She also reminds us that bullying is neither something new, or particularly out of character, for a president who has "targeted insurers, oil firms and Wall Street--letting it be known that those who oppose his policies might face political or legislative retribution," "lectured the Supreme Court for giving companies more free speech and (falsely) accused the Chamber of Commerce of using foreign money to bankroll U.S. elections," and "ginned up an executive order (yet to be released) to require companies to list political donations as a condition of bidding for government contracts."
Strassel's above reference to the Supreme Court of the United States is well known. After a stunningly bad performance before the Court by Solicitor General Donald Verrilli Jr. defending ObamaCare, the president tried to intimidate the Justices with public statements about how "unprecedented" it would be for an "unelected group of people" to overturn a law passed by a "strong majority" in Congress. A month later, the White House upped the ante, claiming Medicare's payment system would "freeze up" if the Court overturned the law. "Medicare cannot turn on a dime," claimed former administrator Don Berwick, Obama's first Medicare chief. "I would not be surprised if there are delays and problems with payment flow."
Former Centers for Medicare and Medicaid (CMS) administrator Thomas A. Scully put the lie to that claim. "It is highly unlikely in the short term that any health plan or provider would suffer," he said. "If you look at the way the law was (financed), it was a combination of higher taxes and lower (Medicare) payments. That's what you would be rolling back." What else would be rolled back? The $500 billion in Medicare cuts called for by Obamacare, along with the deep cuts in the Medicare Advantage program many elderly Americans prefer.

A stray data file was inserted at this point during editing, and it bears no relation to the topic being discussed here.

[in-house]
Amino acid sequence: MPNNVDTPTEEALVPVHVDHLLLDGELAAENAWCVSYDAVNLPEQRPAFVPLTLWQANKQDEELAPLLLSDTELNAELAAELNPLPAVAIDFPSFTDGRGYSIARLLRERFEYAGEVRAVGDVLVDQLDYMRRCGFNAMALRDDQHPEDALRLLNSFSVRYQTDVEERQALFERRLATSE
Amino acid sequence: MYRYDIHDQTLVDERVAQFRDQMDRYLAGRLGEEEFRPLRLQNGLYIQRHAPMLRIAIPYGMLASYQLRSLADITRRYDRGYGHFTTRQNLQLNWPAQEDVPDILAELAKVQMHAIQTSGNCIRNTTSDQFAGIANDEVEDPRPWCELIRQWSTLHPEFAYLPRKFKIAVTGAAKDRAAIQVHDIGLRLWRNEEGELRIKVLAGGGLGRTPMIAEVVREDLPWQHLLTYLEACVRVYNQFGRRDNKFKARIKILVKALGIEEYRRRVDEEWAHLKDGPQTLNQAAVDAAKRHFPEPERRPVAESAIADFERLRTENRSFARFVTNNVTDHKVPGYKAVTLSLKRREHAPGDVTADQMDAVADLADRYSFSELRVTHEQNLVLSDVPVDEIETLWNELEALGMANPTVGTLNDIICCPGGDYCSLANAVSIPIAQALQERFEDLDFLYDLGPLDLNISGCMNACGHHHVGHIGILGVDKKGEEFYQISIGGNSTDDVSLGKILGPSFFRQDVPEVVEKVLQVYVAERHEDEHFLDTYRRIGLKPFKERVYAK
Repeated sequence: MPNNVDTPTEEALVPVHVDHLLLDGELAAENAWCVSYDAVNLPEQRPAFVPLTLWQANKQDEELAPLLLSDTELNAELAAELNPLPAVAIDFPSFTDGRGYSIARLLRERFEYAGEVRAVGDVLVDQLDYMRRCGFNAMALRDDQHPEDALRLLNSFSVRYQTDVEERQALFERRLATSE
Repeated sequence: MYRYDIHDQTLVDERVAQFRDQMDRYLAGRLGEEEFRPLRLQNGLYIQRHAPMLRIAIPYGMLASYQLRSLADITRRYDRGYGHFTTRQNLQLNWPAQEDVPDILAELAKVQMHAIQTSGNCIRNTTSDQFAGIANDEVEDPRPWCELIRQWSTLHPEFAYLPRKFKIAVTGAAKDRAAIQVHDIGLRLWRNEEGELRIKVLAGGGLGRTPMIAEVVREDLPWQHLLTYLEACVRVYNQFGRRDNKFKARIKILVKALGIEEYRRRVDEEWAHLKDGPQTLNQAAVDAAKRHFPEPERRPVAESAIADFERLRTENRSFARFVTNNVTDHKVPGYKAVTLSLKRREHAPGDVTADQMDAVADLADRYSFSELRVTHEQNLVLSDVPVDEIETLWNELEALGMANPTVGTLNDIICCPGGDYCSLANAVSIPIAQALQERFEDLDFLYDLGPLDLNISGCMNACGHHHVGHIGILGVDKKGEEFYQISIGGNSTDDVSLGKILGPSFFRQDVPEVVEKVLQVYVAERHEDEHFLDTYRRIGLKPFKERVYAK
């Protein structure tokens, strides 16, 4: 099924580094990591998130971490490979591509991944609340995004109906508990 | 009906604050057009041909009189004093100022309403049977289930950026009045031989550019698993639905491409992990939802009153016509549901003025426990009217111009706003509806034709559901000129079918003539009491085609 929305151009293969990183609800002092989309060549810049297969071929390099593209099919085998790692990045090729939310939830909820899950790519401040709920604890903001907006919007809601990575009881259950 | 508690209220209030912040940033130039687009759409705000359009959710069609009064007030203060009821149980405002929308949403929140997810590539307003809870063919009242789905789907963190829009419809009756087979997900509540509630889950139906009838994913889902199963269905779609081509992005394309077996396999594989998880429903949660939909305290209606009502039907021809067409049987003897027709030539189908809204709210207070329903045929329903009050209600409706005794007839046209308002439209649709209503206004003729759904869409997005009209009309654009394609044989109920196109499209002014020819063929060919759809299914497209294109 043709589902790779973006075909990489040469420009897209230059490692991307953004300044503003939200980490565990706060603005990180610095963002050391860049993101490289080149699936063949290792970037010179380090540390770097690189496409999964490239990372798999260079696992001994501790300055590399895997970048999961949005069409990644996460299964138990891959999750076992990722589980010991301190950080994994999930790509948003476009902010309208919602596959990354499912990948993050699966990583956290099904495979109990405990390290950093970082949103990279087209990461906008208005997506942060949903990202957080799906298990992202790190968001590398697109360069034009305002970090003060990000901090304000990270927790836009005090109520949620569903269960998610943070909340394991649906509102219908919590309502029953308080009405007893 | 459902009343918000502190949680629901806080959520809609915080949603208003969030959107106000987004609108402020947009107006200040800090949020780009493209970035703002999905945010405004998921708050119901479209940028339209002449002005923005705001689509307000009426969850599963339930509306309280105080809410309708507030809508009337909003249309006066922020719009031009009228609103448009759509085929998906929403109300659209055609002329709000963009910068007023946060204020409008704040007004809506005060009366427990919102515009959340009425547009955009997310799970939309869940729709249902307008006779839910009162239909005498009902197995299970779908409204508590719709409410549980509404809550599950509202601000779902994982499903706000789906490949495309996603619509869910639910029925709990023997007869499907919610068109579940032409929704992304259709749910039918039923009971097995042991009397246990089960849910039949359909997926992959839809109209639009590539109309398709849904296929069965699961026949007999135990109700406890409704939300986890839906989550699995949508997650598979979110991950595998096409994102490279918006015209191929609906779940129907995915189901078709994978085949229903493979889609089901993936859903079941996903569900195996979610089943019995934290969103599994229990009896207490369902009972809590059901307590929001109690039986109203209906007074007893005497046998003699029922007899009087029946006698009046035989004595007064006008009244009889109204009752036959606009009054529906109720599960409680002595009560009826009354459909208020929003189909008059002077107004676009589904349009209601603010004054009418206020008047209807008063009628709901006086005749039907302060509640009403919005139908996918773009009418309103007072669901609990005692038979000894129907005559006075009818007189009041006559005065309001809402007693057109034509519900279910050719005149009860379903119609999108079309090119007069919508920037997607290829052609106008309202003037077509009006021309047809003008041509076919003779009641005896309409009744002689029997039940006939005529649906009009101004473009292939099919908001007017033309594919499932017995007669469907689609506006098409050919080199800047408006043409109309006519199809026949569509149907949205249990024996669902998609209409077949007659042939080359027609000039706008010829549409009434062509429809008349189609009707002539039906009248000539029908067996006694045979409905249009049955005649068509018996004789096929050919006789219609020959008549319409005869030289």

So why make such predictions? The payment network handles about 100 million monthly claims, and Medicare caters overwhelmingly to Americans ages 65 and over. Thus, this was nothing more than a thinly-veiled attempt to frighten seniors.
If that has a familiar ring, maybe it's because the president used the exact same bullying tactic during the 2011 budget debate engendered by reaching the debt ceiling. That was when he attempted to scare seniors regarding their Social Security checks. "I cannot guarantee that those checks go out on August 3rd if we haven't resolved (the debt ceiling) issue," warned Mr. Obama. "Because there may simply not be the money in the coffers to do it."
That was an utter lie. Even if an agreement had not been reached by the deadline, there was plenty of money available to continue servicing the debt, and send seniors their Social Security checks.
None of these tactics should surprise anyone. Mr. Obama's penchant for bullying has been clear since 2008. “If they bring a knife to the fight, we bring a gun,” the president said at a Philadelphia fundraiser during his last presidential run. “Because from what I understand folks in Philly like a good brawl. I’ve seen Eagles fans.” And yet again, before the 2010 election, he urged his Latino supporters to "punish our enemies."
For perspective's sake, it is critical to remember that these examples of bullying and intimidation by the president and his surrogates have occurred since 2008. This makes the Washington Post's effort to portray Mr. Romney as a bully for an incident that occurred in 1965--fully 47 years ago--a comical effort at best, and a transparently partisan one at worst.
Perhaps the Post and other members of the mainstream media, all of whom are determined to allow large swaths of the Mr. Obama's past to remain unexamined, might want to reconsider what the term "journalistic integrity" really means. That goes double for the LA Times, whose egregious suppression of a 2003 videotape showing Mr. Obama praising terrorist Yasir Arafat's former spokesman, Rashid Khalidi, is the essence of media malpractice.
Why is it necessary to portray Mitt Romney as a bully? So Barack Obama, the real bully in this presidential election contest, doesn't look as bad by comparison.